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Report gives hope, warning about Kingdom’s waste management issues

AMMAN — Oxfam and the German Agency for International Cooperation (GIZ) on Monday launched a country-wide report on recycling and solid waste management, with the aim of setting the scene for the upcoming sustainable solid waste management (SWM) system in the Kingdom.

The launch event was attended by Greater Amman Municipality officials, government representatives, donor agencies and international and non-governmental organisations.

The “Country-wide Recycling in Jordan” report, carried out by IPSOS Group, a global market research and a consulting firm, surveyed a sample of 1,000 Jordanians from across the Kingdom usnig quantitative and qualitative methodologies in order to outline and address societal behaviours linked to recycling and SWM in Jordan, Managing Director of IPSOS in Jordan and Iraq Saif Nimry said during the event. 

In particular, the report sought to determine awareness levels around SWM and recycling, decide whether national education levels and socioeconomic status affect recycling and reuse opportunities and understand enablers and motivators for encouraging sustainable recycling.

“Face to face interviews have been conducted in all 12 governorates, which met standards and ensured that the outcome of the report is established on the most senior levels,” Nimry added.

He noted a lack of environmental awareness, as demonstrated by the 40 per cent of Jordanians who do not know where the waste is gathered, and the other 60 per cent of citizens who have only “shallow” knowledge of recycling in the Kingdom.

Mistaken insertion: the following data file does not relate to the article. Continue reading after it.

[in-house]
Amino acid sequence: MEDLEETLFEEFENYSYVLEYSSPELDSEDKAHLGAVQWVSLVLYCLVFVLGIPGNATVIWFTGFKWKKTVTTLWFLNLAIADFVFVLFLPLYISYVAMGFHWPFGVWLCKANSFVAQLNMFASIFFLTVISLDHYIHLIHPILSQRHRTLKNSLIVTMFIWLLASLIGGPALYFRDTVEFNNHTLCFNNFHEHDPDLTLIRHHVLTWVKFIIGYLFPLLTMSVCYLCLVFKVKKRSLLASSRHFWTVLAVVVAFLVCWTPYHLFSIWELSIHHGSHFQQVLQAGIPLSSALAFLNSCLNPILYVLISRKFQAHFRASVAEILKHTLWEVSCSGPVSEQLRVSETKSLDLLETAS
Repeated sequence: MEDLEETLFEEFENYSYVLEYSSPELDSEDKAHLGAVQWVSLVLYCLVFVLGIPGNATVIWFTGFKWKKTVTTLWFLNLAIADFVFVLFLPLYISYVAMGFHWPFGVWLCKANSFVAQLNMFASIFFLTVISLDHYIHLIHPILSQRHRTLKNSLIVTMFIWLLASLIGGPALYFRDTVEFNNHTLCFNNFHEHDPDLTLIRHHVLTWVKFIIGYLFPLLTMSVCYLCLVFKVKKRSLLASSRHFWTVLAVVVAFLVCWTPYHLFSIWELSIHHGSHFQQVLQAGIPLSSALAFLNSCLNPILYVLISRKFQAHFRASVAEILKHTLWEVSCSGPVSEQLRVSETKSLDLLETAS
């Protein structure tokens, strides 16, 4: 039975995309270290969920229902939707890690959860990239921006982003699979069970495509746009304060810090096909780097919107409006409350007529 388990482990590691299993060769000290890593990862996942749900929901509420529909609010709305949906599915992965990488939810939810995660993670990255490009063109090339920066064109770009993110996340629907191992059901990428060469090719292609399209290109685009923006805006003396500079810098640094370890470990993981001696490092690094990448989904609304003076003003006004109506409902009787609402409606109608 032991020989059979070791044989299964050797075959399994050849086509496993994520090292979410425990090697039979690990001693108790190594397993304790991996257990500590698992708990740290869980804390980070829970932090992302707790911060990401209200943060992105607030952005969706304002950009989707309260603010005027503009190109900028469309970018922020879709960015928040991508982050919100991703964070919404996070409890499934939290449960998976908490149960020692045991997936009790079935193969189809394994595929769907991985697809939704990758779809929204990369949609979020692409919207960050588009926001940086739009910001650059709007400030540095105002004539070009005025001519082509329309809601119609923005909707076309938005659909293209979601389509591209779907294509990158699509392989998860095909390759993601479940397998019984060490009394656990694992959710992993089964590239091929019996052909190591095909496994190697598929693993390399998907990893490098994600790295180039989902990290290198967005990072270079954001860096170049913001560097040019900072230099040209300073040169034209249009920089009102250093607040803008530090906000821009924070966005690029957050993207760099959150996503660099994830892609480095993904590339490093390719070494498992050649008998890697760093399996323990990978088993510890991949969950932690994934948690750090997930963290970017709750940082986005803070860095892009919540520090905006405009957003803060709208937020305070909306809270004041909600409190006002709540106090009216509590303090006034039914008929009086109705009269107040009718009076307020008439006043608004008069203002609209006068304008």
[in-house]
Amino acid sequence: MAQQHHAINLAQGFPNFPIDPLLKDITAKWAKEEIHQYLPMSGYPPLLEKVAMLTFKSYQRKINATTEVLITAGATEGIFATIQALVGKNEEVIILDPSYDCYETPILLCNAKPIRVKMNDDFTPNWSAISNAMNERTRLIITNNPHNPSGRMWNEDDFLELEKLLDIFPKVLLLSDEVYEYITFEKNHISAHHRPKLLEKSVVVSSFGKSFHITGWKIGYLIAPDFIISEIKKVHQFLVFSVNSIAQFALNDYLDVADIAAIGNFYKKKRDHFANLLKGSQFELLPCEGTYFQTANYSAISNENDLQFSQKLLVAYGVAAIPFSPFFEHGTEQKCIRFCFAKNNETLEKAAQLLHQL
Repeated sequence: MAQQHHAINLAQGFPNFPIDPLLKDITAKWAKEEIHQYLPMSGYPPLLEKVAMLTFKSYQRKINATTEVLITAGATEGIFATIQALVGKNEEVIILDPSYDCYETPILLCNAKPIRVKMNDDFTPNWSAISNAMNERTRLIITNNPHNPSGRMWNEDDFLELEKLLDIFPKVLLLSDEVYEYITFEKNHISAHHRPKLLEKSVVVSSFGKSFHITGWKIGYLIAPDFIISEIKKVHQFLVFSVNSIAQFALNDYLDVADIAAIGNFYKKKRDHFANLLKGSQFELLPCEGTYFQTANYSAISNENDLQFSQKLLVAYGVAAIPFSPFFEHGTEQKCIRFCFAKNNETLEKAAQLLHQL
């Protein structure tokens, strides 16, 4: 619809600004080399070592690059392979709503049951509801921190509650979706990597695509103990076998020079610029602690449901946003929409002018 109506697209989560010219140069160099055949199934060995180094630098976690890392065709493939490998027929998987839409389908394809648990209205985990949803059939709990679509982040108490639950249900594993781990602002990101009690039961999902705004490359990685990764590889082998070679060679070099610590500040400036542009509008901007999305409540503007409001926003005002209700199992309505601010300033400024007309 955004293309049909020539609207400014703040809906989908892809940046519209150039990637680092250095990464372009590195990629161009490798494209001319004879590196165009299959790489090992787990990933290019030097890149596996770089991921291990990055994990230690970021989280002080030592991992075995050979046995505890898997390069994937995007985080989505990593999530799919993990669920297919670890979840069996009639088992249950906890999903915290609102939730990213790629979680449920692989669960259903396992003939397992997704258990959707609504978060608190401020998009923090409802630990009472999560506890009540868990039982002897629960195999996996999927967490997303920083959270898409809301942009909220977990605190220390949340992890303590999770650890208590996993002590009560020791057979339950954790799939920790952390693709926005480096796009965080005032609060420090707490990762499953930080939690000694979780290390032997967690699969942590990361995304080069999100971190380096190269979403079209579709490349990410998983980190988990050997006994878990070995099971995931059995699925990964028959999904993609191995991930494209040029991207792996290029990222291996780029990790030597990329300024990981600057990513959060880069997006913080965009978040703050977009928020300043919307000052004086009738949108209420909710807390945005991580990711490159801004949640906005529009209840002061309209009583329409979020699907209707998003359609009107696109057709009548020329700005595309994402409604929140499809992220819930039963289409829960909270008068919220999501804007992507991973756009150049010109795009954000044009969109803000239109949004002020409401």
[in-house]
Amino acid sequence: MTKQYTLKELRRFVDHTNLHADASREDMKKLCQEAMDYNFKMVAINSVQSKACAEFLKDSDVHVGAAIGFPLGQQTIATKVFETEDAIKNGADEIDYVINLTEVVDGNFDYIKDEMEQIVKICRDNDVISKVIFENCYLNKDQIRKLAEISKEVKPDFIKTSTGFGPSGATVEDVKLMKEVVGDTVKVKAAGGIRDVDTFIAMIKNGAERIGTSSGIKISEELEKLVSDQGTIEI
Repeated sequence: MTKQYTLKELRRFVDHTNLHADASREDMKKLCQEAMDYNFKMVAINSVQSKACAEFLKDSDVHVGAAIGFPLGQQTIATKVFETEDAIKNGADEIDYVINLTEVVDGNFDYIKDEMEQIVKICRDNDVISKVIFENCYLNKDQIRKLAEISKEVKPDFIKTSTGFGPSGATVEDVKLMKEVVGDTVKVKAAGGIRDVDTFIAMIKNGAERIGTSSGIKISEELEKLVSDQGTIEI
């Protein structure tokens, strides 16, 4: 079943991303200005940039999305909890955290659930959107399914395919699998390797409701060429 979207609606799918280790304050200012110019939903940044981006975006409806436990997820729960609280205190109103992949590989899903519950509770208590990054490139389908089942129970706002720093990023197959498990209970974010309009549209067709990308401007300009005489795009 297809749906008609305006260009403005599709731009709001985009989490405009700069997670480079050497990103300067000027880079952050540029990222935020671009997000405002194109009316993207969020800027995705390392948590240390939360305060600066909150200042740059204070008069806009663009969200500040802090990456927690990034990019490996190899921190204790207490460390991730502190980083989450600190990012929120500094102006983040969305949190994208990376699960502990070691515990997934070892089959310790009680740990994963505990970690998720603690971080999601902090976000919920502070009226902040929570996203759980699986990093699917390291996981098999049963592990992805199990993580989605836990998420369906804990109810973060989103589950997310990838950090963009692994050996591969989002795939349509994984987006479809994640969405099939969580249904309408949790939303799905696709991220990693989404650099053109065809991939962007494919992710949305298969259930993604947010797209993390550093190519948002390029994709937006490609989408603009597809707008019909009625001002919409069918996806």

Additionally, less than 17.7 per cent of people in Jordan recycle on a regular basis, and only around 3.8 per cent recycle on a daily basis, Nimry said, noting that these few citizens do so in order to save money and not for environmental motives.

He highlighted, however that during in-depth analysis of the information and perspectives given by study participants, the researchers realised that 72.4 per cent of Jordanians, based on the sample, are willing to recycle and reuse their belongings. 

The Kingdom’s “fragile economic environment” is one of the main reasons behind the relatively low priority given to ecological awareness in Jordanian households, Nimry said, adding that even with the presence of a cohesive and responsive approach from “very small numbers of citizens”, those making an effort are hindered by trying to keep up with ever-changing socio-economic conditions and covering expenses.

“Recycling is crucial for the whole world, because climate change knows no boundaries; neither does it recognise nation states nor the airspace of a country. Everything we do across the world is affecting us all together, because we all live on the same planet,” Oxfam Country Director Nickie Monga told The Jordan Times at the event.

“Through this event, we want to provide an insight on the latest conclusions of this report commissioned by Oxfam, with the aim of providing a full spectrum of support for the future of recycling and SWM,” Nimry said during the launch event.

The report is just one of the initiatives Oxfam in Jordan is embarking upon as part of the larger “Betak Beitak” campaign, which aims to remind people that their environment is their home, with the aim of increasing levels of environmental literacy across the country and expanding on successful pilot projects that address socioeconomic challenges, Monga said. Oxfam has been working in Jordan since 1990 with the aim of providing essential humanitarian assistance to all people, tackling inequality and standing up to challenges, Monga added. 

Chief among the organisation’s initiatives is a “first-of-its-kind website” that helps connect visitors across the country with litter and recycling information as well as nearby local resources, facilities and services.

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